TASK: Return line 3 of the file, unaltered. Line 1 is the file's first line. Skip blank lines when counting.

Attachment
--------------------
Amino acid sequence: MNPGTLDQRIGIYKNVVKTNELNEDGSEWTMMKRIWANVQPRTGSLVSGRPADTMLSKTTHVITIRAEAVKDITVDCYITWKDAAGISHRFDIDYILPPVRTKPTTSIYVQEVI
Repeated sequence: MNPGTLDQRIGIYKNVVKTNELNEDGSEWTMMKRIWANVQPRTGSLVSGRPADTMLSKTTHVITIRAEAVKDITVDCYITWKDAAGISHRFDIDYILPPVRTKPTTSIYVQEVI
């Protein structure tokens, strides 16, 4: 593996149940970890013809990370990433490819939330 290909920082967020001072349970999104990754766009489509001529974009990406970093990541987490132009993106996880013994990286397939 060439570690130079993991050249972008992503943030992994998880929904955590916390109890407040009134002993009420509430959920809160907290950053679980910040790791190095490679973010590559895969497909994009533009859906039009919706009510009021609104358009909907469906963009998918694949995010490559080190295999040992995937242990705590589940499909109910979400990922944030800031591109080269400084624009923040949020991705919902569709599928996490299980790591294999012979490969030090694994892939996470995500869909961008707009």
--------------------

């Protein structure tokens, strides 16, 4: 593996149940970890013809990370990433490819939330 290909920082967020001072349970999104990754766009489509001529974009990406970093990541987490132009993106996880013994990286397939 060439570690130079993991050249972008992503943030992994998880929904955590916390109890407040009134002993009420509430959920809160907290950053679980910040790791190095490679973010590559895969497909994009533009859906039009919706009510009021609104358009909907469906963009998918694949995010490559080190295999040992995937242990705590589940499909109910979400990922944030800031591109080269400084624009923040949020991705919902569709599928996490299980790591294999012979490969030090694994892939996470995500869909961008707009």